Man's superiority over other species does not lie in his physique. As a matter of fact, physically, man is inferior to animals in many respects. The babbler birds of the Nagib desert could teach us a lesson or two in family bonds when the elder brothers and sisters take charge of the fledglings in the arbors; or we could learn much from the acrobatics of monkeys. What chance has a human ballerina against the poise and grace of a flying squirrel's aerial dance?
Imam Ali bin Abi Talib has this to say about animals' exemplary way of life, which is worthy of imitation by humans "Be like a bee; anything he eats is clean, anything he drops is sweet and any branch he sits upon does not break."2
The real criterion of man's superiority in Islamic thought lies in his spiritual volition, called Taquwah in the Quran. This spiritual power bestows on humans a greater measure of balance between their conscious and unconscious minds, thus en¬abling them to make the best use of their freedom. They are considered the best of God's creation only because of this dif¬ference. Without the proper exercise of this power, our superiority would be groundless.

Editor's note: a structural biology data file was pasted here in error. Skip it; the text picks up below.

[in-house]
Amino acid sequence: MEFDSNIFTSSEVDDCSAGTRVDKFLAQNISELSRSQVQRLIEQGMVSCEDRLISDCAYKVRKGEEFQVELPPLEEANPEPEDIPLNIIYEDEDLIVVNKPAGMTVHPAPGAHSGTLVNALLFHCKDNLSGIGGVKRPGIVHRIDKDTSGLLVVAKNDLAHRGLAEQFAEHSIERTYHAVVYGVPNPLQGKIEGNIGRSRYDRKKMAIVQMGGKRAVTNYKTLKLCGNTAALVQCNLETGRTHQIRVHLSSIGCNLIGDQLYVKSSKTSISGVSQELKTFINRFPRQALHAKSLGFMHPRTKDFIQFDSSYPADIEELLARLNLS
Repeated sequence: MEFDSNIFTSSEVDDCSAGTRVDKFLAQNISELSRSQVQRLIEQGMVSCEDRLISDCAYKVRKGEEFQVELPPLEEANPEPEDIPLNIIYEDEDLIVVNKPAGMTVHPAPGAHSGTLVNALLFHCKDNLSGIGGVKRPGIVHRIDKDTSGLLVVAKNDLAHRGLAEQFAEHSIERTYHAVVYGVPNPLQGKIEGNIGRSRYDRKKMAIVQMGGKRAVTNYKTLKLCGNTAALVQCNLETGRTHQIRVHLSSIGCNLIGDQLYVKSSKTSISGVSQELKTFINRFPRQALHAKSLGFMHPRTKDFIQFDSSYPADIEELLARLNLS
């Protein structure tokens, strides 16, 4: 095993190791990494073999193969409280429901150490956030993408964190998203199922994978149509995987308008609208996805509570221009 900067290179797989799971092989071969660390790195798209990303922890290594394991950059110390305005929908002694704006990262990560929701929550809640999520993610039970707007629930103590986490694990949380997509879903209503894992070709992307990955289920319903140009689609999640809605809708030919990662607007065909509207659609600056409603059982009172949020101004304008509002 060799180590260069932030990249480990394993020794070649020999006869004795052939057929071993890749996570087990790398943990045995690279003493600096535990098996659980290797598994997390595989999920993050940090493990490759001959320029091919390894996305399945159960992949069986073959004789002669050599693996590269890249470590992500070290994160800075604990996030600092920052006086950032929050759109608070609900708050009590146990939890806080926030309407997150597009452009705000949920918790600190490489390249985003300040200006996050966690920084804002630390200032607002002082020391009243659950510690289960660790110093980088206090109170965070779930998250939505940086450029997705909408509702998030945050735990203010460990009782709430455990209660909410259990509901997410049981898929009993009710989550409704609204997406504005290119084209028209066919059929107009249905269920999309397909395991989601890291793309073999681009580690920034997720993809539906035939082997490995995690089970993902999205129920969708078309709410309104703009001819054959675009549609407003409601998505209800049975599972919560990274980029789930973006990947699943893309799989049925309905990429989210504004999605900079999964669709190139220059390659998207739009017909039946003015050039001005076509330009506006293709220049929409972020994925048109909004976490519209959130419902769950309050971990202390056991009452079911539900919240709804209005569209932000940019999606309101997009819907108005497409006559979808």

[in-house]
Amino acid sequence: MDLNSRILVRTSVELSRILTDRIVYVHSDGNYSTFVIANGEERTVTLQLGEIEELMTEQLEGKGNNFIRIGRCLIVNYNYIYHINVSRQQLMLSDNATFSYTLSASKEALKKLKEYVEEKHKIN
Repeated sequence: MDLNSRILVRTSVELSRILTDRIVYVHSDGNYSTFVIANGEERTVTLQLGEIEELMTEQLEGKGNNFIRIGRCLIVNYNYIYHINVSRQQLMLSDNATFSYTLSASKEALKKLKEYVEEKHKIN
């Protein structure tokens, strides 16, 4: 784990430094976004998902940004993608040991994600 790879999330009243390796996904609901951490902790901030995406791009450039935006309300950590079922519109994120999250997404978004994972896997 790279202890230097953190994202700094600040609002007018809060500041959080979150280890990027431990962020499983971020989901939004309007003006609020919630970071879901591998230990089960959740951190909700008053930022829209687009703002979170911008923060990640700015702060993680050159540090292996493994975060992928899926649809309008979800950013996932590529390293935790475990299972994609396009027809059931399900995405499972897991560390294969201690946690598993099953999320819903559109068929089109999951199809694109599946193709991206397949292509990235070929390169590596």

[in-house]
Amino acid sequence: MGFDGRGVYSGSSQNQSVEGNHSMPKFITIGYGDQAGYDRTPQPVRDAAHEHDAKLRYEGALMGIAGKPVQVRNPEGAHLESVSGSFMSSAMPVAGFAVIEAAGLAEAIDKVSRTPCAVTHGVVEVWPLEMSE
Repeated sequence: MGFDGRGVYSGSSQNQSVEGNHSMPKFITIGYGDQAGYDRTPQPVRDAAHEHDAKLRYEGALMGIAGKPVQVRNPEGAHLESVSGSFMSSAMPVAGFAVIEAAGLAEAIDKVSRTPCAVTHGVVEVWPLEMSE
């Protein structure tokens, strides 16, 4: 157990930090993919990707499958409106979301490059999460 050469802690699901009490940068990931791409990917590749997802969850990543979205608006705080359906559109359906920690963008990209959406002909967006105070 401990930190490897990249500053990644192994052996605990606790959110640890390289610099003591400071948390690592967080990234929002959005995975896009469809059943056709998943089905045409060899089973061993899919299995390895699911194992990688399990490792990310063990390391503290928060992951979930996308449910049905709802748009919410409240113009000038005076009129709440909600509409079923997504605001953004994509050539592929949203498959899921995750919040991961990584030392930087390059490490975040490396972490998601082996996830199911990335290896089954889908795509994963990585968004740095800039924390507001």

There are quite a few men and women with beautiful and strong bodies walking about on this earth who, because of their lack of willpower, have absolutely no claim of superiority over animals. The Quran describes such people as originally "created in the best make" but, because of their lack of discipline, they are "rendered as the lowest of the low" (ch. 95 vv. 4, 5):
Those who incurred the curse of Allah and His wrath.
Those some of whom He debased into apes and swine…
(ch. 5 v. 63.)
They are like cattle, - nay, more misguided; for they are heedless
[of warning. ]
(ch. 7v. 179.)
Man has been endowed with the ability to differentiate between evil and virtue and to exercise his freedom of choice.
In the words of Hazlitt: "Man is the only animal that is struck with the difference between what things are, and what they ought to be." Animals do not possess this freedom of choice. That is why the Quran characterizes those humans who fall short of this endowment as the "lowest of the low." The following verse emphasizes the point: